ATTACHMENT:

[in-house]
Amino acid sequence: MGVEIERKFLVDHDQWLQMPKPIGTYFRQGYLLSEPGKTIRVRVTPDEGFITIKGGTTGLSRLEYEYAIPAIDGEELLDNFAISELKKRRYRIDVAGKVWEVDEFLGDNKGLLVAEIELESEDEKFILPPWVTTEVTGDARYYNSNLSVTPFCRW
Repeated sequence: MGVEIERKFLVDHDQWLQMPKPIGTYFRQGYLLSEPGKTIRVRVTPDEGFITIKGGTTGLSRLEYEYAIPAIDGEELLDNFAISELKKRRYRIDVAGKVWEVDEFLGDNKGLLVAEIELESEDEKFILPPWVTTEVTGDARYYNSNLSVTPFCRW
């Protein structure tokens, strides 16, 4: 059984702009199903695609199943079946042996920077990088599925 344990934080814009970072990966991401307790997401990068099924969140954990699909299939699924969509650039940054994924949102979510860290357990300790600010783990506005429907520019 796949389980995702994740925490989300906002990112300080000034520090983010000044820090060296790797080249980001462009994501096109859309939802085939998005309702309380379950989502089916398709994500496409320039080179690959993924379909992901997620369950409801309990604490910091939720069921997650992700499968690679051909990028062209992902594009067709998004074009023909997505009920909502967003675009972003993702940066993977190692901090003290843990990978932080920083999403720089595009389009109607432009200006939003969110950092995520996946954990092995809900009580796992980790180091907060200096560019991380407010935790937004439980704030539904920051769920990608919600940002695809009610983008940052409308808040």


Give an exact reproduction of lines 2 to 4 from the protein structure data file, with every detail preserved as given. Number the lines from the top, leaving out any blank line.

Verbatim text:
Amino acid sequence: MGVEIERKFLVDHDQWLQMPKPIGTYFRQGYLLSEPGKTIRVRVTPDEGFITIKGGTTGLSRLEYEYAIPAIDGEELLDNFAISELKKRRYRIDVAGKVWEVDEFLGDNKGLLVAEIELESEDEKFILPPWVTTEVTGDARYYNSNLSVTPFCRW
Repeated sequence: MGVEIERKFLVDHDQWLQMPKPIGTYFRQGYLLSEPGKTIRVRVTPDEGFITIKGGTTGLSRLEYEYAIPAIDGEELLDNFAISELKKRRYRIDVAGKVWEVDEFLGDNKGLLVAEIELESEDEKFILPPWVTTEVTGDARYYNSNLSVTPFCRW
């Protein structure tokens, strides 16, 4: 059984702009199903695609199943079946042996920077990088599925 344990934080814009970072990966991401307790997401990068099924969140954990699909299939699924969509650039940054994924949102979510860290357990300790600010783990506005429907520019 796949389980995702994740925490989300906002990112300080000034520090983010000044820090060296790797080249980001462009994501096109859309939802085939998005309702309380379950989502089916398709994500496409320039080179690959993924379909992901997620369950409801309990604490910091939720069921997650992700499968690679051909990028062209992902594009067709998004074009023909997505009920909502967003675009972003993702940066993977190692901090003290843990990978932080920083999403720089595009389009109607432009200006939003969110950092995520996946954990092995809900009580796992980790180091907060200096560019991380407010935790937004439980704030539904920051769920990608919600940002695809009610983008940052409308808040």